The County wishes to honor the victims of this senseless act of violence with a memorial. The December 2nd Memorial Committee composed of survivors, family of victims, County officials, and first responders is leading the effort to build a memorial. The County has retained Community Arts, Inc., a San Francisco- based arts organization, to assist the Committee by issuing an Invitational Call for Submittals to interested artists, designers, architects and creative teams.
You're invited to the 28th Annual Living on Common Ground Multicultural Festival on Saturday, April 7, from 11:00 a.m.-6:30 p.m. on the University of Redlands Quad. This event is free and open to the public.
There will be food vendors and a children’s corner, featuring crafts from around the world, bounce houses, a rock climbing wall, and games. More information on festival performances is to come.
APPLICATION GUIDELINES FOR FUNDING REQUESTS
THE VISUAL AND PERFORMING ARTS
The City of San Bernardino Fine Arts Commission grants will be made available to qualifying non-profit arts organizations, Parks and Recreation community centers, and classroom teachers within the City of San Bernardino for the enhancement and support of city-wide art and cultural programs of benefit and interest to a broad segment of our population.
Davida Siwisa James has a big vision-- to change the cultural landscape of Victor Valley. The Executive Director of Victor Valley Arts and Education Center (VVAEC), she founded the arts nonprofit in 2013 in order to bring a new era of professional arts and culture to the area. When only a year old, the VVAEC received a grant of $10,000 from The Community Foundation of Riverside and San Bernardino Counties to implement a project that brought the arts to underserved populations - an impressive feat for a fledgling organization. In addition to such programs, Mrs. James’ biggest vision for Victor Valley is to build a state of the arts performing arts center.
Mrs. James grew up in NYC going to the Apollo Theater and Broadway shows as a child. She worked for 13 years as Assistant Director for UCLA Box Office and helped build the 1200 seat Reichhold Center for the Arts in St. Thomas, managing their programming and box office as well. It is without a doubt that her rich arts background and experience is an invaluable asset to the VVAEC and the High Desert community. I had the opportunity to speak with Mrs. James about her arts experience and vision for the organization.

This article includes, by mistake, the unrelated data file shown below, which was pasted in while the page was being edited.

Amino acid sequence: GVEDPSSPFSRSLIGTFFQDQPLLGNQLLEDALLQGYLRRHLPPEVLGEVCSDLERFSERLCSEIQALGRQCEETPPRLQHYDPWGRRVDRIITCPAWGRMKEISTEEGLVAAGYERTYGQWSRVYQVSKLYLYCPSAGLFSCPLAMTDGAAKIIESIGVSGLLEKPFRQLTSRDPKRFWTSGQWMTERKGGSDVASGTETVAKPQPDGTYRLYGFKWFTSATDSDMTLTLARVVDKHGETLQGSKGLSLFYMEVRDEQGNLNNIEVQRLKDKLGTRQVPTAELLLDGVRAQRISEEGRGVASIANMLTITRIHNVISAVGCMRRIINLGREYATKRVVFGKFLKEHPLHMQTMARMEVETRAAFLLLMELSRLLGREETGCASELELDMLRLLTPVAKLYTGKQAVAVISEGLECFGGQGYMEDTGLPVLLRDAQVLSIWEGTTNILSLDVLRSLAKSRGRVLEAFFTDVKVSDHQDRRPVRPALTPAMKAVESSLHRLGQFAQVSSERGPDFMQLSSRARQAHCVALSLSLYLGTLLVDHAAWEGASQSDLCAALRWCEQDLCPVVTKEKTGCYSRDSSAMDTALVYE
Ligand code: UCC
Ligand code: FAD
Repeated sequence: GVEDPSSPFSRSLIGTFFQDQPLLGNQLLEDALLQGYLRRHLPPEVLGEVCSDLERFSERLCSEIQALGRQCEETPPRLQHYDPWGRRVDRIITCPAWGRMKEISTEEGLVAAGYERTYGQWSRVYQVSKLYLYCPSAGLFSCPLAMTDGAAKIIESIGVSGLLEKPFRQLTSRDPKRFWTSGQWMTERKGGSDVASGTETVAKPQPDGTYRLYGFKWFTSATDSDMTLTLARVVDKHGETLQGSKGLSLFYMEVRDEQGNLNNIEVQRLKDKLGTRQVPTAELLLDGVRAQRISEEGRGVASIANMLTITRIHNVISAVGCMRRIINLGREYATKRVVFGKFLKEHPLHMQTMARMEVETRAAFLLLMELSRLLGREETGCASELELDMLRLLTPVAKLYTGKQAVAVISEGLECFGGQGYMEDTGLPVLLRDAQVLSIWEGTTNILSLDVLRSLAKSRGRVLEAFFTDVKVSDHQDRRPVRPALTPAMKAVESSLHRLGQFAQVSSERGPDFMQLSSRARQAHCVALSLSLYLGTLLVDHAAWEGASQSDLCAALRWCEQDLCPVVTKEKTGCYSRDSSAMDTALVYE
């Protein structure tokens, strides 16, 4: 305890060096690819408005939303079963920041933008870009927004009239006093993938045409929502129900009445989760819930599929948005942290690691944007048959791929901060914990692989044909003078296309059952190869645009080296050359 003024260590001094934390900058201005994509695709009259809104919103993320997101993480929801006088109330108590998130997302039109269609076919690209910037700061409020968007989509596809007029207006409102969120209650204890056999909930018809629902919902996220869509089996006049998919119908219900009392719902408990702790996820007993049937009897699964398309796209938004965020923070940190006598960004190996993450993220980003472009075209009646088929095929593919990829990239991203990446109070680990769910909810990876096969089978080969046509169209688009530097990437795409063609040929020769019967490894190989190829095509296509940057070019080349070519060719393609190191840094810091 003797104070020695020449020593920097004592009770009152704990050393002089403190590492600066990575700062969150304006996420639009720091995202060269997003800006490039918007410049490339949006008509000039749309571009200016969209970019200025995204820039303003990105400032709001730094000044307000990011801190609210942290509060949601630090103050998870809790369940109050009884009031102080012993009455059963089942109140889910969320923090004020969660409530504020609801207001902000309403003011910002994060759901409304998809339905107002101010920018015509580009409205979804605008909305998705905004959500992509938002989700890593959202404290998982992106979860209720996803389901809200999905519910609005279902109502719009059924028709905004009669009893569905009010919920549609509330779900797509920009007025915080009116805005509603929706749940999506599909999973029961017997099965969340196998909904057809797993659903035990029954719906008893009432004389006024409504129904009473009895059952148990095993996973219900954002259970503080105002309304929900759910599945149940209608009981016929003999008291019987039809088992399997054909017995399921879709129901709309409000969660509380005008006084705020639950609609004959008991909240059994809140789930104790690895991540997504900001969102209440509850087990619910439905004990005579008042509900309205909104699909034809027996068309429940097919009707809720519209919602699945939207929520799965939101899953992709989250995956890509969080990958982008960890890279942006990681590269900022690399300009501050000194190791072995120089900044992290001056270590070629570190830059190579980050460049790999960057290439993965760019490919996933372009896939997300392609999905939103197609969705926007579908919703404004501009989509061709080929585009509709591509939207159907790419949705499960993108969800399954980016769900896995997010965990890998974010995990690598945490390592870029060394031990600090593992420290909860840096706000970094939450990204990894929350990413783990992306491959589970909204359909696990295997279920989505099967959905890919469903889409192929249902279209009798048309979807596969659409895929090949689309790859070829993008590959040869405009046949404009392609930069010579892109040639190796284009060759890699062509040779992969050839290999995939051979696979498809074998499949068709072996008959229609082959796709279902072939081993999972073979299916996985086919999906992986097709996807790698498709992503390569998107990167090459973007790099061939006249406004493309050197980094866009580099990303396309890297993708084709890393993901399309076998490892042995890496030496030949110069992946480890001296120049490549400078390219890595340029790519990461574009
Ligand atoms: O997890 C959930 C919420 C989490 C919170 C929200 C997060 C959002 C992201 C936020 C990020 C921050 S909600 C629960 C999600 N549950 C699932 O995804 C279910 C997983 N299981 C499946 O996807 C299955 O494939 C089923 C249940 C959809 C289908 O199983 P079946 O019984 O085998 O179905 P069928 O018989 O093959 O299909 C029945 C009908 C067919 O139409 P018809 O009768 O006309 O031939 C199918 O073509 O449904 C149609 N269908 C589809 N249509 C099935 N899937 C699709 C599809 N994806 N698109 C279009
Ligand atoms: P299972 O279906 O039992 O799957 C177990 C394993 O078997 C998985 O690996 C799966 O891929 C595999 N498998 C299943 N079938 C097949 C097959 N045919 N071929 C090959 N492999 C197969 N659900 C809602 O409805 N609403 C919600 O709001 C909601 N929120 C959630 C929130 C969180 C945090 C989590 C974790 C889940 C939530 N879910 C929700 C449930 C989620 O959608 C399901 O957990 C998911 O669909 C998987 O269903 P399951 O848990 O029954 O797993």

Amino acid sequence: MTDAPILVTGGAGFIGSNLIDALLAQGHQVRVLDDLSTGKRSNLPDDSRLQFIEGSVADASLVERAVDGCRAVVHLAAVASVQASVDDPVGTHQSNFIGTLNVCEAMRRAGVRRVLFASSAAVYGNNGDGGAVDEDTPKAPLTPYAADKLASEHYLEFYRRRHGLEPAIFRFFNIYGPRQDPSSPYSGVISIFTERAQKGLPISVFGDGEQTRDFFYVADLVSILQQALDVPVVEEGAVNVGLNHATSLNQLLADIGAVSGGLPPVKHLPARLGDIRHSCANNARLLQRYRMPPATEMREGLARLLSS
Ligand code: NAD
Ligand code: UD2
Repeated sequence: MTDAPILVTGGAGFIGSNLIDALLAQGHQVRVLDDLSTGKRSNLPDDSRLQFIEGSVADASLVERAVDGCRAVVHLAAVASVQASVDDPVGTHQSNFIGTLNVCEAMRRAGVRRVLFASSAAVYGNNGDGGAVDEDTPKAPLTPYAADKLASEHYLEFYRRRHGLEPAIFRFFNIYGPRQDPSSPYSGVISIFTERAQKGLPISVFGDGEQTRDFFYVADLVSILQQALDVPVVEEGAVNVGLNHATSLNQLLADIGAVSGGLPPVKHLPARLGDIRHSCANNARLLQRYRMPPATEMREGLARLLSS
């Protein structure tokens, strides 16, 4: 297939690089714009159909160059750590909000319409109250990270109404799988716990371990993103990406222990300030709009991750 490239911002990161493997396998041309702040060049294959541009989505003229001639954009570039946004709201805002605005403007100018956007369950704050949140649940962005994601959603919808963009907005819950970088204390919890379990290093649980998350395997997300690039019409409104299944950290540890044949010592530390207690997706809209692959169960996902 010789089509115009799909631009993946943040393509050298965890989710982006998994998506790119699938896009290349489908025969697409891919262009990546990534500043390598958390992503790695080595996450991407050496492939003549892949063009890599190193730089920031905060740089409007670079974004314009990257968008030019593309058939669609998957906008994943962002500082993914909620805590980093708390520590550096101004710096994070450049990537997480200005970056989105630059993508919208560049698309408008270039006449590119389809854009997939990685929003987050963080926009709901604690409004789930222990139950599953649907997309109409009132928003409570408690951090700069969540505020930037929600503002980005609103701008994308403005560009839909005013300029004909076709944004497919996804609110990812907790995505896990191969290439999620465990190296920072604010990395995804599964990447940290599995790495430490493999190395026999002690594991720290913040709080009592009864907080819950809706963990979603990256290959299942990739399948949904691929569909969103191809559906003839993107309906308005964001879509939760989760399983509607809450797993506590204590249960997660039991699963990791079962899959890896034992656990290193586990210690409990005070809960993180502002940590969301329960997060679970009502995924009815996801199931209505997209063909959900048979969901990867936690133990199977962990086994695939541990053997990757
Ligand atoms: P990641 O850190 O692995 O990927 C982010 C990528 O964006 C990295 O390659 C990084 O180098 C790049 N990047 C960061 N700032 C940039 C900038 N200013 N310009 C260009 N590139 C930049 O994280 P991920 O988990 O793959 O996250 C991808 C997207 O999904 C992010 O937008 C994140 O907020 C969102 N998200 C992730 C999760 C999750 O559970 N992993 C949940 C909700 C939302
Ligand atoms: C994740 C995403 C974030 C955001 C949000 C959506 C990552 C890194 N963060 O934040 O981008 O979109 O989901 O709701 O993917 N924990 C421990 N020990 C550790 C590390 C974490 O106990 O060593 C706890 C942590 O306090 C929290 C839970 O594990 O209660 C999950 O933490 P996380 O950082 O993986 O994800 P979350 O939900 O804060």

Esther: You have lived in very culturally rich environments - such as NYC and LA, as well as in communities with art scarcity - like Harrisburg and the island of St. Thomas, how do you situate Victor Valley in this narrative?
Davida: Well in one way, we don’t have anything up here that would compare, which is part of the reason why I wanted to start the VVAEC. We have some small theatres and community theatre groups that are trying to do a good job to make sure there is some activity here, but I am hoping that after a lifetime in the arts, and twenty years experience working in arts management, that those experiences will help us move our nonprofit forward, in terms of galvanizing our community to see a more professional and advanced level of performing arts in the high desert.
2014 Arts Connection Conference
Saturday, September 13, 2014
Come join us for an inspiring full-day convening of Arts Professionals (including visual artists, performers, arts administrators, educators and advocates) from throughout the County of San Bernardino. The 2014 Arts Connection Conference will provide presentations, workshops, roundtable discussions and networking opportunities to enrich and build your professional careers and stimulate the creative and economic vitality of our region.
Craig Watson, Executive Director of the California Arts Council, will be the Keynote Speaker for the 2014 Conference!
Craig Watson is the Director of the California Arts Council, a position he has held since August 2011 when he was chosen by the Council after a nationwide search. Previously he was the executive director of the Arts Council for Long Beach, where he oversaw the expansion of the agency into the community, including the largest local celebration for Arts and Humanities Month in the nation.
Watson started his career in the arts field at local arts agencies and arts-services organizations, and later built a career in the telecommunications industry before returning to the arts as Executive Director of the Arts Council for Long Beach. He held senior executive positions in the telecommunications field in Rhode Island, New York and California. His earlier career in the arts included positions with the Sonoma County Arts Council and Rural Arts Services in Northern California, as well as a fellowship at the National Endowment for the Arts, participation in the Coro Foundation's Arts Management program, and a co-directing position at Santa Barbara Arts Services.